Archive for category Fitness
Magical Thinking #1: I will find the perfect shoe
Let’s start with my favorite magical thinking first: somewhere out there, exists a perfect shoe for us RAers.
I know I’m lying to myself with this one, but the quest is never ending. I love shoes, so, even with the blisters and sore feet pads, it’s a pretty fun quest to be on.
I have two new shoes to test out in the upcoming months: Faux Fur-Lined Tom’s & Yoga Sling Sanuks. The box was waiting on my doorstep as I came home from work today and I seriously did a happy dance. Shoes! 🙂
So far they’re both very comfortable. I’m bringing both on an upcoming trip, so I’ll let you know how they hold up.
Magical Thinking #2: I can gargle my sore throat away
Way less fun is my sore throat that refuses to subside. It started last Friday and has progressively gotten worse, not better. Despite heaps of vitamin C, garlic, immune boosters, salt water gargling, and my ACV elixir. I was on the fence about whether to skip my Enbrel and methotrexate this week, because both are immune suppressants. My RA symptoms have definitely been more active recently, so I begrudgingly skipped the drugs. Sure enough, today they’re flaring a bit again. So much ugh, only new shoes could cheer me up (see above, yay!).
The surprisingly not awful, throat-soothing, but in no way a cure, ACV elixir recipe:
- A generous splash of organic apple cider vinegar
- A dash of cayenne pepper
- A dash of ground giner
- A heap of honey
- A squeeze of lemon
- Enough hot water to mix it up and make it palatable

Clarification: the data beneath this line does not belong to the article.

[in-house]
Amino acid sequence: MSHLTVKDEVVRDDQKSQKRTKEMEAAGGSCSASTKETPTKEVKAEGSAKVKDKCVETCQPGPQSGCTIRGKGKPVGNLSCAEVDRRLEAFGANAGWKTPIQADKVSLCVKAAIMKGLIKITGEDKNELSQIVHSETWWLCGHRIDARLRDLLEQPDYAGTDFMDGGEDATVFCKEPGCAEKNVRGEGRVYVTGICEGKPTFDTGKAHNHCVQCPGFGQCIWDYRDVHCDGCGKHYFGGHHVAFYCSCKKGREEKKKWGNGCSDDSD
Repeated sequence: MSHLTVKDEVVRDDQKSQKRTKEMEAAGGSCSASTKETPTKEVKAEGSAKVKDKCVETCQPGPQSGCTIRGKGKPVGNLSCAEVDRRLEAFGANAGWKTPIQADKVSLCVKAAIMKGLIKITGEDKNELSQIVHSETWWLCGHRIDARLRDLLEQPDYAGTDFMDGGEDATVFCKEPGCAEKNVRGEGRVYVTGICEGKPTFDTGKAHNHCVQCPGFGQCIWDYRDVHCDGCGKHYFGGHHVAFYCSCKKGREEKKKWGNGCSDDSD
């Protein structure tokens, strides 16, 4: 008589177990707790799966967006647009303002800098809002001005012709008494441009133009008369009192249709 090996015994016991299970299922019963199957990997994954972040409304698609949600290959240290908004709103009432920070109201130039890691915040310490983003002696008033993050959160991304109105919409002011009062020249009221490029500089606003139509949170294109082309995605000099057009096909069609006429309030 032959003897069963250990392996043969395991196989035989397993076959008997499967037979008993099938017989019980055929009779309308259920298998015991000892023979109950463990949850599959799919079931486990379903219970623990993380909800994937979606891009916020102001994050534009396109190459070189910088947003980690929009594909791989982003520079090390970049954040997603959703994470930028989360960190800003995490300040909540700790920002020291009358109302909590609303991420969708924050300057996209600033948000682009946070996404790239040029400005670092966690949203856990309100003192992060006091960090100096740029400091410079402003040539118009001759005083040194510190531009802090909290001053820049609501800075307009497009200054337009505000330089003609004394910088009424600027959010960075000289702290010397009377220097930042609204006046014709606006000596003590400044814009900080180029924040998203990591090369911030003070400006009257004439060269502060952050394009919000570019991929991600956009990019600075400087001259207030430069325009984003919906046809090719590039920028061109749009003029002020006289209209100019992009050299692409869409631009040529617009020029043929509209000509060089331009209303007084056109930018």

Magical Thinking #3: I’m ready to start training for another marathon
It’s counter intuitive, I know. I’m sick, my RA symptoms are flaring, I just bought two new pairs of shoes and they have nothing to do with running…. But there’s something about being stuck on the couch that makes me brainstorm big goals. I’ve mapped out a 10k in May, a half marathon in July, and marathon in October.
We’ll see. The timing may change and the races may change, but I’m motivated to push myself to train for something, despite (or maybe because of) the pain!
Rude Awakening posted some great answers to the “30 Things You May Not Know About My Invisible Illness” questionaire in honor of Invisible Illness week: Invisible Illness Week: 30 Things You May Not Know….
She also reminded me, it’s that time of the year again! My answers are below.
30 Things You May Not Know About My Invisible Illness
1. The illness I live with is: Rheumatoid Arthritis (plus Raynaud’s Phenomenon and Chilblains)
2. I was diagnosed with it in the year: 2012
3. But I had symptoms since: I noticed what I now believe were RA symptoms as far back as 2009. I’ve had Raynaud’s since at least age 14, though possibly much longer. Chilblains began in 2012.
4. The biggest adjustment I’ve had to make is: Slowing down more often to give my body a break.
5. Most people assume: I’m fine now that I’ve been to the doctor, because I’ve gained weight back and look healthy. They don’t realize that I’m treating symptoms that are chronic and occasionally flare even with treatment – I haven’t “cured” my disease.
6. The hardest part about mornings is: This absolutely depends on the day! Some days mornings are the best, some I have so much fatigue and stiffness I don’t want to move.
7. My favorite medical TV show is: Scrubs!
8. A gadget I couldn’t live without is: Comfy flats and boots, a jar opener, and warm socks and gloves!
9. The hardest part about nights is: Some days it’s fatigue, some it’s pain, some it’s just knowing I have to get up the next morning, some are totally fine.
10. Each day I take 4-15 pills & vitamins.
11. Regarding alternative treatments I: I love acupuncture and find it helpful and relaxing. Would if I could get more massages! I watch my diet and have cut down on many inflammatory foods, including dairy and gluten. I incorporate anti-inflammatory food/supplements into my diet as much as possible: ginger, turmeric, cinnamon, omega 3s. Perhaps most importantly, I try to do something active most days. On rough days, it may just be a very short walk, on good days, it’s runs, swims, boot camps, dance or yoga.